Haptics Adds New Dimensions to Touchscreens

Sitting in a coffee shop in Mountain View, Calif., Mike Levin unlocks a large, hardened carrying case that looks like a prop from a Mission: Impossible movie. He opens it and reveals...not the antidote to a supervirus, but a pile of computer screens, mouse pads, and other parts. He fishes out a keyboard. It's paper-thin and almost completely flat. Then he connects the keyboard to a laptop, and the amazement begins. Instead of using actual keys, this keyboard has stationary, printed-on tiles that only feel as if they go up and down. "It's that feel of a switch going on and off that most people are looking for," he says.

Engineers have a word for what Levin is describing: haptics, or technology that adds tactile sensations to gadgetry. It's been around a while. Think of vibrate mode on a cell phone, or videogame controllers rumbling when a linebacker blindsides a quarterback. Levin is the chief sales and marketing officer of Pacinian of Spokane, Wash., one of many haptics startups to appear in recent years. In the near future, these companies plan to give smartphones and tablets new powers. Imagine videogame guns that deliver a kick to your hand when fired, just like the real thing; virtual guitars with strings that feel real; buttons and knobs that actually grow out of touchscreens.

Pacinian's approach uses a coating that can be put on just about any surface to give it electrostatic properties. In the case of, say, a tablet, the touchscreen gets two coats with a layer of air in between. When you press the image of a button, Pacinian's technology triggers an electrical charge that essentially pulls the screen away from your finger at lightning speed. "It's like controlled static cling," Levin says. A version of the keyboard will go on sale in 2012, and the company's technology will be licensed to other hardware manufacturers. Levin says that Pacinian's haptics technology will begin showing up on casino games next year, as well, and that auto manufacturers should be putting it into dashboards and in-car displays by 2013.

A Helsinki-based startup named Senseg is developing technology that will let users feel textures on the screen. During a demonstration, the textures were discernible but faint. Senseg executives say that future versions will let people shopping online actually sense the ridges of corduroy pants or the soft feel of a flannel shirt.

This new generation of haptic technology has captured the imagination of software developers, too. Some 200 million Nokia (NOK), Samsung (005930:KS), and LG (066570:KS) phones already come preloaded with haptics software made by Immersion (IMMR). The technology controls handsets' (until now) primitive motors and tells them to vibrate, for example, when something explodes during a smartphone game. "In something like the Angry Birds game, you want to feel the slingshot pull back and feel the bird crash into pigs," says Dennis Sheehan, the vice-president for marketing at Immersion. It's a subtle but compelling enhancement. He says such games will be feasible as new haptics hardware arrives over the next year or two.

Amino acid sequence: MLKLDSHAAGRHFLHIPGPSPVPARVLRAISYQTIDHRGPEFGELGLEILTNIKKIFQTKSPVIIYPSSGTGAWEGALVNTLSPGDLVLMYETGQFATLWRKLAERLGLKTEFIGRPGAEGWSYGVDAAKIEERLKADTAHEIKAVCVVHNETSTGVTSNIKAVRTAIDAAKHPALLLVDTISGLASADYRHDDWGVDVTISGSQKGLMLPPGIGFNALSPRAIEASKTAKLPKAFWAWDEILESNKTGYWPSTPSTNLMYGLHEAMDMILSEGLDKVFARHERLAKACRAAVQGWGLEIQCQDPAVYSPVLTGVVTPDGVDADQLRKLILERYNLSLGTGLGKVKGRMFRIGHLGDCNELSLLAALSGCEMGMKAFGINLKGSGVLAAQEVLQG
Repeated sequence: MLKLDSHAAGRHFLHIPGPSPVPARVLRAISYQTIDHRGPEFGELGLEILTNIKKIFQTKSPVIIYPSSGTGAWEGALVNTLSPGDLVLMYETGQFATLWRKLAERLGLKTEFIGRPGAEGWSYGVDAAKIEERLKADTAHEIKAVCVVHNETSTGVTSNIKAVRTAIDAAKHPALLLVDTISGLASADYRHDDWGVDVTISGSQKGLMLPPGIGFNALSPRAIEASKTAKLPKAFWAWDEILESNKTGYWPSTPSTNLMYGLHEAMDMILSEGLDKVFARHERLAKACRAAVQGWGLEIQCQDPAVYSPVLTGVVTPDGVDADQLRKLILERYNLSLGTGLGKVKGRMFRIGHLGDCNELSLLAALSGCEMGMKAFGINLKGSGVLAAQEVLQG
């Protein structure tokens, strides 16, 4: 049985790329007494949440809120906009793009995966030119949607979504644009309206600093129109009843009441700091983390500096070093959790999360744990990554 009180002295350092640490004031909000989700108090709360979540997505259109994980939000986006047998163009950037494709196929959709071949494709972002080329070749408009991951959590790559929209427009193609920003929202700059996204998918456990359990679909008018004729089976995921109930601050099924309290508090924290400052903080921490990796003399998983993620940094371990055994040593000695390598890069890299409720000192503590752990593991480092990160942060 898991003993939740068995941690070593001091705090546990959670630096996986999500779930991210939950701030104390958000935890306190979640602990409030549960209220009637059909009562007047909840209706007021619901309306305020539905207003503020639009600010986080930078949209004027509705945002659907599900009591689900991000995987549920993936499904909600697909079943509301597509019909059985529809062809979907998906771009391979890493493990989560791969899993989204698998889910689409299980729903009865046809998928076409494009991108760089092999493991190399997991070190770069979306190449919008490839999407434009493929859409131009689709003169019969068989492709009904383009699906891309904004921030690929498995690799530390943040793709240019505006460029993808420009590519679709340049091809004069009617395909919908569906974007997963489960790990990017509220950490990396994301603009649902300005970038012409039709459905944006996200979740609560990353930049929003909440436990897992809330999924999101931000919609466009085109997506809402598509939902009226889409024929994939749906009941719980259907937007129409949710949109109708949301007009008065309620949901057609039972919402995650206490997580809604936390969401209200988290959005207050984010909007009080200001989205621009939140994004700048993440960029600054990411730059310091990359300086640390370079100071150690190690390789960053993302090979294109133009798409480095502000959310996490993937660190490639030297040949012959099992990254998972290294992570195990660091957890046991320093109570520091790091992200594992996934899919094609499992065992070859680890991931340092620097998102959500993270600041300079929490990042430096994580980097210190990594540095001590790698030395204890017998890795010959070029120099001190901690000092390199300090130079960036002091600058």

The most mind-blowing brand of haptics may come from a Silicon Valley startup called Tactus Technology. In a pair of patent applications, the company's executives describe a touchscreen display capable of growing a keyboard out of its surface. Seriously. You go to type an e-mail, and a keyboard rises up slightly out of the display, allowing your fingers to feel the edges of the letters, numbers, and symbols. When you're done, the keyboard recedes back into the surface. To play a game, controller knobs and buttons emerge.

Tactus declined requests to discuss its work. However, applications for patents and government grants provide clues about the company's technology and ambitions. In basic terms, Tactus would sandwich liquid or gas between two surfaces and use a mechanism to expand and contract the surfaces, creating buttons, knobs, and other shapes. In a confidential part of a document seen by Bloomberg Businessweek, Tactus says, "The buttons can rapidly be enabled on demand by the user or by the device software, and even the button size and configuration can be changed. While this functionality may sound like magic, we have demonstrated that the technology works." The same document says that Apple (AAPL), Samsung, and Nokia have held discussions with Tactus. (The companies all declined to discuss any relationship with Tactus or interest in the technology.)

Past haptics technology has been underwhelming. Consumer electronics makers, like consumers themselves, have had little reason to get terribly excited about devices that offered it. The new wave of haptics might change that. The technology certainly promises to make typing on virtual keyboards easier. More than that, it promises to fill a basic human desire to feel things, says Andrew Hsu, a strategist at Synaptics, which makes touchscreen technology. "Our devices are with us all the time now and so much more personal," he says. "You want to give them more awareness and create a much more immersive experience."

The bottom line: Startups specializing in technology that adds tactile sensations to gadgets are racing to develop killer apps for tablets and smartphones.

    Before it's here, it's on the Bloomberg Terminal.